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Arcadia Publishing, 2003 - History - 128 pages
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Hollywood-Florida's Diamond of the Gold Coast-was founded in the early 1920s by Joseph Wesley Young, a developer who envisioned a "city for everyone-from the opulent at the top of the industrial and social ladder to the most humble of working people." The city began as a town hoping to lure wealthy Northerners to the balmy climes of South Florida. Timing, unfortunately, was not in the city's interest. Just 10 months after incorporating, the area was devastated by a hurricane that very nearly destroyed the city before it could firmly establish itself as a destination of choice. That setback aside, Hollywood continued a slow, perceptible growth to eventually become Florida's ninth-largest city. Images preserved at the City's Records and Archives Division are displayed in this comprehensive photo journal for history buffs, residents, and tourists alike to celebrate for years to come. Included are unique photos of a Hollywood few people remember: the gracious elegance of the Hollywood Beach Hotel, the fledgling business district along Harrison Street and Hollywood Boulevard, the Riverside Military Academy, the retractable roof of the Country Club, an undeveloped beach, the widest boulevard in all of Florida, and a population determined to enjoy itself in semi-tropical splendor.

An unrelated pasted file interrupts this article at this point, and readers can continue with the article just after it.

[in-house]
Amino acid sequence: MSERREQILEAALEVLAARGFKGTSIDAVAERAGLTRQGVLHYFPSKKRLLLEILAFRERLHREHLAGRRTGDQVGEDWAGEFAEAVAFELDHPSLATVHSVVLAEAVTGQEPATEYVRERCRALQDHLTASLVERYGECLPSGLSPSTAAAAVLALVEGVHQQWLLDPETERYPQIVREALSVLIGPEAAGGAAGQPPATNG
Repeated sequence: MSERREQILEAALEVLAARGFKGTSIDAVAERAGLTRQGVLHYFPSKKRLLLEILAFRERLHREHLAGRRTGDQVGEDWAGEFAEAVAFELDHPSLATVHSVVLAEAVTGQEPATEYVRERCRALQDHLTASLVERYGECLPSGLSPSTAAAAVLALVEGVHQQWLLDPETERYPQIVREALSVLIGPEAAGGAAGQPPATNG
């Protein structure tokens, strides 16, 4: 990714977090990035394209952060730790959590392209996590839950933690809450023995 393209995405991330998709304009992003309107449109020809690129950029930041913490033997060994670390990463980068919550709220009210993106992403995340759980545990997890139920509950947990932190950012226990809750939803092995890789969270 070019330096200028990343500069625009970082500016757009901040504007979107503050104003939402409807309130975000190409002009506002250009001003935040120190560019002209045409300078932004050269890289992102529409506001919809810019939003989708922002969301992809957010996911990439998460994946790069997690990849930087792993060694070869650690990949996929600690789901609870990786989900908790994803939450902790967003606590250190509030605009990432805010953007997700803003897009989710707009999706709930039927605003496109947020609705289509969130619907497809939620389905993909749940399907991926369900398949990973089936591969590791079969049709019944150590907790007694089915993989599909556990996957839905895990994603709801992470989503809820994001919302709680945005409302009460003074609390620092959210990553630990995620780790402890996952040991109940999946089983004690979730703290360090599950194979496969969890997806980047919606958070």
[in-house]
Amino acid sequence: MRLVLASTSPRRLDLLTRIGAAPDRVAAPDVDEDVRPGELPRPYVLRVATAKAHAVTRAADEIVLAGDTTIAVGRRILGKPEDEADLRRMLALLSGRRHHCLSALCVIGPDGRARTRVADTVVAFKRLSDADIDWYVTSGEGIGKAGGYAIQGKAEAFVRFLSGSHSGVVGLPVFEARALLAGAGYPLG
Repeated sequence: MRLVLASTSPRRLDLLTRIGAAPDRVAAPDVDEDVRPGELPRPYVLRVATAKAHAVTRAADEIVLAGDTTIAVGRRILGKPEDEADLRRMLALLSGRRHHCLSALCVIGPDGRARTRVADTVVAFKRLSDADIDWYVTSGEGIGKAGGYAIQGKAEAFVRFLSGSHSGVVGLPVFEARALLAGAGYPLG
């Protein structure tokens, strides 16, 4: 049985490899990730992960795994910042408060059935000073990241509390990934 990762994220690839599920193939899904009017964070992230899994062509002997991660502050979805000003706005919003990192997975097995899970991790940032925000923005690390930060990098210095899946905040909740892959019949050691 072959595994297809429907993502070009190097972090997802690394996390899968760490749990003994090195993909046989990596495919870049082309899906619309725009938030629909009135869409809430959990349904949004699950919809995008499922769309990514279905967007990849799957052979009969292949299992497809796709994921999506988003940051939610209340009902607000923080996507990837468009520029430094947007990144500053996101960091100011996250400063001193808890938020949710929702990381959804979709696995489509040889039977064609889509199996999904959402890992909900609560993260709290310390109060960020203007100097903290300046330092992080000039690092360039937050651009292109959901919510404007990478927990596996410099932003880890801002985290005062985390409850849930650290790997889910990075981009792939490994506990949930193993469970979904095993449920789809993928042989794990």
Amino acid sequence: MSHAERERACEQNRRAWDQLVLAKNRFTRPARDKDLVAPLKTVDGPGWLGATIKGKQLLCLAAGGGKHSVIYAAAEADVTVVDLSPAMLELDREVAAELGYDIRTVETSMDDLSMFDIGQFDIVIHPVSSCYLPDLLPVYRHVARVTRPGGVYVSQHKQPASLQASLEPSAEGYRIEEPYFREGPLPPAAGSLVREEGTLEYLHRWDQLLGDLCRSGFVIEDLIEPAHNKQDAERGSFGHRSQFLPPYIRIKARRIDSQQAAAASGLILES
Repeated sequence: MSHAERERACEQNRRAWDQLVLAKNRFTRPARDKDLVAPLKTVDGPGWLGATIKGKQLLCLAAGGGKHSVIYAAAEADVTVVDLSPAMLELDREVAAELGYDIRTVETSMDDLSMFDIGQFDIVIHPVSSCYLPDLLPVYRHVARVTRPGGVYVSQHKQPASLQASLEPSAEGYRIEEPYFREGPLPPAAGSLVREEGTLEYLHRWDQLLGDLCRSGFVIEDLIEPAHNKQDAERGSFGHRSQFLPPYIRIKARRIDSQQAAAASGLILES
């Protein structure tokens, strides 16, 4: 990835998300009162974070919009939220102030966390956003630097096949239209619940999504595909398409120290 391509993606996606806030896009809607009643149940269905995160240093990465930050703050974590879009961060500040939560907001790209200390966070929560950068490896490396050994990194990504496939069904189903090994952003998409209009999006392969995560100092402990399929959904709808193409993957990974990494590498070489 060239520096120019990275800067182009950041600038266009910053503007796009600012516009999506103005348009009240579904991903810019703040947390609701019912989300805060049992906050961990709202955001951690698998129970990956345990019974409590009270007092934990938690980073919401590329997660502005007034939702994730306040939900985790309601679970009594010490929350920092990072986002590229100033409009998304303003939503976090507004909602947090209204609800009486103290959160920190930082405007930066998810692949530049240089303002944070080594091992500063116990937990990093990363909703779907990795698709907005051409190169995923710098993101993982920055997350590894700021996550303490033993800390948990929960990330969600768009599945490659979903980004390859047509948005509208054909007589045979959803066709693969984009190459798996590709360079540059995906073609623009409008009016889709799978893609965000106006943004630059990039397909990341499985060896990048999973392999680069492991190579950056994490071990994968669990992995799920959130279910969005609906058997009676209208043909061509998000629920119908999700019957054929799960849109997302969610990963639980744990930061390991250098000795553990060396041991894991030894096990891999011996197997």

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About the author (2003)

Author C. Richard Roberts has been director of Records and Archives for the City of Hollywood since 1998. Before assuming his present position, he served as the supervisor of the State Archives program in Tallahassee. A sixth-and fifth-generation Floridian, he earned his master's degrees in public administration and library science from Florida State University.

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